A22 Fairey Battle
The prototype Fairey Battle first flew on 10 March 1936, and was the forerunner of 2419 production models for the Royal Air Force (RAF). Although obsolescent by 1939, Battles were the first aircraft to be sent to France with the Advance Air Striking Force (AASF). On 20 September 1939, a Battle claimed the first German aircraft shot down in the western war. On 10 May 1940, Flying Officer Garland, in Battle P2204, was awarded the first RAF Victoria Cross of World War II. During 1940, Battles were withdrawn from operations, and many were shipped to Canada and Australia as training aircraft.
In Australia the RAAF prefix A22 was allocated to the Battle, but the aircraft retained their RAF serial numbers. The first four Battles (P2167, P2169, P5239, P5247) were delivered to No 1 Aircraft Park at Geelong on 30 April 1940, and Flight Lieutenant J. Lerew tested the first assembled aircraft, P5239, on 29 June 1940. Thereafter, Battle deliveries steadily increased until the 366th and last Battle, V1202, was received at No 2 Aircraft Park on 7 December 1943.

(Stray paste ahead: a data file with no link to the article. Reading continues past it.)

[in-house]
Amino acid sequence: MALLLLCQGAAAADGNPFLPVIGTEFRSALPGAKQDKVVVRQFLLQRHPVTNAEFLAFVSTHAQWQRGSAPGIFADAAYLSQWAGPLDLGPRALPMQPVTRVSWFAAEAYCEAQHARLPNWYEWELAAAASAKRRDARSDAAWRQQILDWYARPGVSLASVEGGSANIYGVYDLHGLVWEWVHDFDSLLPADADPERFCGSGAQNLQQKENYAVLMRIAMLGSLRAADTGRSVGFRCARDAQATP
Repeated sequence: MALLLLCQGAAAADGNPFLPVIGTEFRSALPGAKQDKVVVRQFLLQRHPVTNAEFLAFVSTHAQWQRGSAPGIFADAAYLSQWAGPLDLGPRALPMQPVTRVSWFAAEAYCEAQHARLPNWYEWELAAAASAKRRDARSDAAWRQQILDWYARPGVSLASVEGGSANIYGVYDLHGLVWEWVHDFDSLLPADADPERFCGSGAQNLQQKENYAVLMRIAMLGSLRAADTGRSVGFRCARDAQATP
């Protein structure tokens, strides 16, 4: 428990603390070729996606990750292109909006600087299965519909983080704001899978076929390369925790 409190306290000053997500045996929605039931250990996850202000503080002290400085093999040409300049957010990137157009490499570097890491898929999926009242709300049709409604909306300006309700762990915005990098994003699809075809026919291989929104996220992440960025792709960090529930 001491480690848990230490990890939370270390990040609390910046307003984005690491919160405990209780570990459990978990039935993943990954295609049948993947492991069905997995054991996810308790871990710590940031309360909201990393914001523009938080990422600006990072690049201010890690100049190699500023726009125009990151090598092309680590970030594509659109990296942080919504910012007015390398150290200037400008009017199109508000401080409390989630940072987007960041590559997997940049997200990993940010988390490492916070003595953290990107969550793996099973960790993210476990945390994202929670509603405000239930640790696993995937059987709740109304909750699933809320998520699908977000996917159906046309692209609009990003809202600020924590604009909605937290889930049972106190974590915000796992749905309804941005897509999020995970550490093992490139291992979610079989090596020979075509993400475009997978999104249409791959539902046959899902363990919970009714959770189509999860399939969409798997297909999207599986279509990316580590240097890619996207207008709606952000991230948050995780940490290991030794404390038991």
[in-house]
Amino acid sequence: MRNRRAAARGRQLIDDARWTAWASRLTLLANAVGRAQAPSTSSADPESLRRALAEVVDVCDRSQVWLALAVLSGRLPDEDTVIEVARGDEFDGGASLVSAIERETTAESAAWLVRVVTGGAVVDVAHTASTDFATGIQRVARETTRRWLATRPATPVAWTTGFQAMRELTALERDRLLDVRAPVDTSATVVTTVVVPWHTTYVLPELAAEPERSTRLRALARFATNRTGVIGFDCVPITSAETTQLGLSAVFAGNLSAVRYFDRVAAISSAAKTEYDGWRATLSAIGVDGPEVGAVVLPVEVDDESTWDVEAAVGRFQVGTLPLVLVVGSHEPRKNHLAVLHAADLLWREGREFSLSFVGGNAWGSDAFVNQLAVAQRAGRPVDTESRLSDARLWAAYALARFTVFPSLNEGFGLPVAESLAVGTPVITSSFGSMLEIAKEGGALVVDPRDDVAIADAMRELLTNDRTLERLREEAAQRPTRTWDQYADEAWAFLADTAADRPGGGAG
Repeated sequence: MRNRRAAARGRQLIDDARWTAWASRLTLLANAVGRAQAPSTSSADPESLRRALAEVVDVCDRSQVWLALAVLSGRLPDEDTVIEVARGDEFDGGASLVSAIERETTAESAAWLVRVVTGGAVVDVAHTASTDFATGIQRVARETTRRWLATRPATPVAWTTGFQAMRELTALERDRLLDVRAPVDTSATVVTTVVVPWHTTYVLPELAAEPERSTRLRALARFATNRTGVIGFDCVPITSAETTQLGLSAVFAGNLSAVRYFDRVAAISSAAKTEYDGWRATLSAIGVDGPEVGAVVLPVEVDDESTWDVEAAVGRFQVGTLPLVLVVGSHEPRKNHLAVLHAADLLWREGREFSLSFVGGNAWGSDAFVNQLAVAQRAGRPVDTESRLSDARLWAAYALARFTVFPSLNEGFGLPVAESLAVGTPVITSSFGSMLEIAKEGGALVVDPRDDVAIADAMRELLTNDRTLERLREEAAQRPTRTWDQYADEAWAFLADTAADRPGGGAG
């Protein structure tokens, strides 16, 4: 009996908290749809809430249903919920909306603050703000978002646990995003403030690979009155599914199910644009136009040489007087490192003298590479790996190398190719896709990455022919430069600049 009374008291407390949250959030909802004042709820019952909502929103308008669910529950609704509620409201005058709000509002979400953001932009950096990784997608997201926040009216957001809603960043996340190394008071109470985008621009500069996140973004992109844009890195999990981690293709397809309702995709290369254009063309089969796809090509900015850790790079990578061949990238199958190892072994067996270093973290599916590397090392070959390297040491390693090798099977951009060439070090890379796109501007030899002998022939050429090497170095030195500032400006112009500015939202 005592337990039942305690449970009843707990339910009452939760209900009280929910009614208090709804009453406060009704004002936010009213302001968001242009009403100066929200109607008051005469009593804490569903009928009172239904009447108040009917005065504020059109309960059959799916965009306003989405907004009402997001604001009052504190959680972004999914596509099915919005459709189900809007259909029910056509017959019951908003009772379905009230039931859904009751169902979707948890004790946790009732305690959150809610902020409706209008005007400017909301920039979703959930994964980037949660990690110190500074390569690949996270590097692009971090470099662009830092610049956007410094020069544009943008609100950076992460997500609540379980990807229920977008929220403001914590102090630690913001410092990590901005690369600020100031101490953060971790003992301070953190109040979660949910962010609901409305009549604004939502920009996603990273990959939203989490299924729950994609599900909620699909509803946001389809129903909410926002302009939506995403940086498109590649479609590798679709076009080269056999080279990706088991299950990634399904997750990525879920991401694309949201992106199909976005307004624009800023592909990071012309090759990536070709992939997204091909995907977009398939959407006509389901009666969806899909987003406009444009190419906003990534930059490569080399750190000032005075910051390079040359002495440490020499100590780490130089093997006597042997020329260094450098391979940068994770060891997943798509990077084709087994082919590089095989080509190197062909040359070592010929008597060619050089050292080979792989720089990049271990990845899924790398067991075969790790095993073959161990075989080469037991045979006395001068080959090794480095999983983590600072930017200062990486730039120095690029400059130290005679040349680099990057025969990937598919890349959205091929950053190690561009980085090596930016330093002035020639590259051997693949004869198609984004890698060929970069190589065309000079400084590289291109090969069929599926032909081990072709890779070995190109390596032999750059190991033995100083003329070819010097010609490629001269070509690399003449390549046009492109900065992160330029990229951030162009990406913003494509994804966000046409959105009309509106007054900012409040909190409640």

In addition to the bomber version, a number of Battle target-tugs, and Battle dual-trainers, with two separate cockpits, were also imported. Battles operated mainly at Bombing and Air Gunnery Schools until 1945, and were finally phased out of service in 1949.
In 1940, Pilot Officer R. Givens, of the RAF's No 88 Squadron, flew Battle K9297 in combat over France with the AASF (Advance Air Striking Force), and in 1941, he flew the same aircraft, K9297, in Australia as an instructor on exchange duty with the RAAF.
TECHNICAL DATA: Fairey Battle Mk I
Three-seat light bomber. All metal stressed-skin construction.
One 1,030 hp RR Merlin I, II, III or V.
Span 16.46 m (54 ft); length 12.85 m (52 ft 1.75 in); height 4.27m (15 ft 6 in).
Empty 3015 kg (6,647 lb); loaded 4895 kg (10,792 lb).
Max speed 388 km/h (209 kt); Range 1448 km (782 nm); Service ceiling 23,500 ft (7163 m).